• Lyn Cadence, who does publicity for Frontenac House, was also on the pro-publisher side of the fence, saying “self-publishing is an easy place to die” a literary death because of the size of the market, the difficulty of discoverability/visibility, etc.

But as publishers increasingly outsource design and editing to contractors, what’s to stop authors from doing the same? And with several major publishers dealing with huge distribution issues this past year, it’s not surpising authors get nervous (and go to sites like www.lulu.com to publish and distribute their work). Finally, the onus is increasingly on authors to do their own promotion and social media work, and contractors like Lyn Cadence or Rachel Sentes are available for a fee…

So the debate continues!

Writing and Publishing on the Edge

Another weekend, another writing conference! This last one was Get Publishing’s Edge of Print event, and it was a heavy-hitter of sessions, panels, and pitch camps, plus lots of time to network.

The day opened with a keynote from Minister Faust (aka Malcolm Azania, aka Captain E-Town) called “Honing Your Edge.” As his bio says:

“Internationally-acclaimed, award-winning Edmonton author Minister Faust is a risk-taker. Through his trademarked mix of the comic and profound, he will reveal how he’s built and advanced his edge in style, in content, in research, in social networking, in multimedia, and in recognising the Next Big Thing, including his just-announced decision to leave Big-6 publishing, and, like J.A. Konrath …. go indie.”

Here are some of the nuggets from his talk (or at least what I wrote down between gulping coffee at 9 a.m. on a Saturday!):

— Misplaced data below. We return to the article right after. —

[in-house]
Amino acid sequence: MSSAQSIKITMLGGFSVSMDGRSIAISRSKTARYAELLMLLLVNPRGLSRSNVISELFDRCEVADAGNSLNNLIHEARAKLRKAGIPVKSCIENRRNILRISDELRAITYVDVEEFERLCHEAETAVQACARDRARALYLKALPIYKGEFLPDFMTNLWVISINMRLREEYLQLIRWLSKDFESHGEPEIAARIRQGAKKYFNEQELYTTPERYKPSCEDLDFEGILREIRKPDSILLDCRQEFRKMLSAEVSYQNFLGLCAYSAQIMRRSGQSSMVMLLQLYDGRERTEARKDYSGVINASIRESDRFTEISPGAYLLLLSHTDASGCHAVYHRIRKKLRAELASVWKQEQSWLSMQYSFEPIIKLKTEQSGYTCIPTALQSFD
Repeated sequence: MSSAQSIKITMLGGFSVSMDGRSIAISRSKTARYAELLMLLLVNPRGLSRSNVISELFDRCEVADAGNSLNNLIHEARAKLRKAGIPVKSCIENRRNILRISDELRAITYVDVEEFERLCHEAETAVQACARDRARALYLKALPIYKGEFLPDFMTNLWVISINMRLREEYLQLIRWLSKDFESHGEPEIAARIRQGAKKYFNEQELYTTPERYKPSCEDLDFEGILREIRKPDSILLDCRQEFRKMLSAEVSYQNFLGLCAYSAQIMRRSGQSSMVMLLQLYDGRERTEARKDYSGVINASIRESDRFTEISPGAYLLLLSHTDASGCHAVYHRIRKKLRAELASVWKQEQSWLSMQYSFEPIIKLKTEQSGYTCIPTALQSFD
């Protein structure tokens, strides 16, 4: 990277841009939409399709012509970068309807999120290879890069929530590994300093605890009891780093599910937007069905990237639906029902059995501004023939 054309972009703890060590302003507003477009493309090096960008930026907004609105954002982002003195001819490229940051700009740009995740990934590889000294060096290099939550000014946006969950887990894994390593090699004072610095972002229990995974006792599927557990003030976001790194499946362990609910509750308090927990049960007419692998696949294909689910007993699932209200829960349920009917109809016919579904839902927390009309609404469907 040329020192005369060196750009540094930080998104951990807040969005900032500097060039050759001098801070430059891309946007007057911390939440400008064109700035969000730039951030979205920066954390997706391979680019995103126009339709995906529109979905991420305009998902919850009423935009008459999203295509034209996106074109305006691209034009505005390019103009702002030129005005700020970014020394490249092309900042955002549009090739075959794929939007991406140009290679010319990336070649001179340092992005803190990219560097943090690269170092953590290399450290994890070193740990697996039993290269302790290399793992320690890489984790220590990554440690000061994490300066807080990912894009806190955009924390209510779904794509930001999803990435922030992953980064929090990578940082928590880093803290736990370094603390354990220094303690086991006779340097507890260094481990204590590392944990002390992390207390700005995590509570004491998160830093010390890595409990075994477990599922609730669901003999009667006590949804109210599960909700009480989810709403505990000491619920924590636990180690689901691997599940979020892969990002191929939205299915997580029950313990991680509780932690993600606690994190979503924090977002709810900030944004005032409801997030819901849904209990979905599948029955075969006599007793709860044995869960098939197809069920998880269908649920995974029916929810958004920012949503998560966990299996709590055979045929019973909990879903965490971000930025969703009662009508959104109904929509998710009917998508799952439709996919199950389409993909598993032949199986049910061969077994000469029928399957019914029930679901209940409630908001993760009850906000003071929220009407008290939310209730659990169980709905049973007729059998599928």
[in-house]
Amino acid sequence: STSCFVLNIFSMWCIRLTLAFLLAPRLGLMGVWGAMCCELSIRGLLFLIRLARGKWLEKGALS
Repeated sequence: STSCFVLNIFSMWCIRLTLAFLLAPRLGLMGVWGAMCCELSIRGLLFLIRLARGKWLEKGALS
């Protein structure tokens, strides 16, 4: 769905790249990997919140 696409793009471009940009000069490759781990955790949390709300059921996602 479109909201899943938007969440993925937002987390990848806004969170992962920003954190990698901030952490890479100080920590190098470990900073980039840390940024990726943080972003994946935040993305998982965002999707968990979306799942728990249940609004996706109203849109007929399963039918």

• Audacity. Writers must stop worrying what people will think of them or their work. Just go for it and remember that there’s really no such thing as good and bad art, just what you like and don’t like (despite what awards juries and literary canon-makers might tell you).
  • Accountability. Take on no more than you can handle, and identify distractions. Then remove them however you can. This includes Facebook, Twitter, and other ‘necessary’ tools.
  • Rethink everything: your attitudes, assumptions, and expectations. Also, go where the fear is and you will unveil your most remarkable work.
  • On crafting voice: eavesdrop and immitate people in your writing – immitation eventually (hopefully) leads to appreciation of distinct ways of speaking, accents, etc.
  • Leverage your skills. Do skill swaps with friends and colleagues!
  • Go Indie by avoiding publishers completely and publishing your own e-books. You’ll retain editorial control, can choose (and change) your own cover art and blurb length, and revise your book umpteen times. You’ve got to make sure you reduce barriers for readers to access and purchase your books; price them competitively; and deliver them instantaneously. You could also consider print-on-demand for those who want a hard copy.
  • Be on the technological edge of promotion. Do book trailers, 3-D book covers, and create downloadable wallpapers of your book.

Minister Faust certainly gave some good food for thought to go alongside the croissants and fruit, but it sparked the beginning of an interesting debate that permeated the other sessions. Is social media an exciting part of the author’s toolkit or a time suck? Are publishers important players or increasingly unnecessary? Are e-books and self-publishing the way to go, or a way to pump a whole lot of literary crap out into the world?

Over the next few days I’ll write up the rest of my notes and ponder these questions…

© 2011 Danielle Metcalfe-Chenail. All Rights Reserved.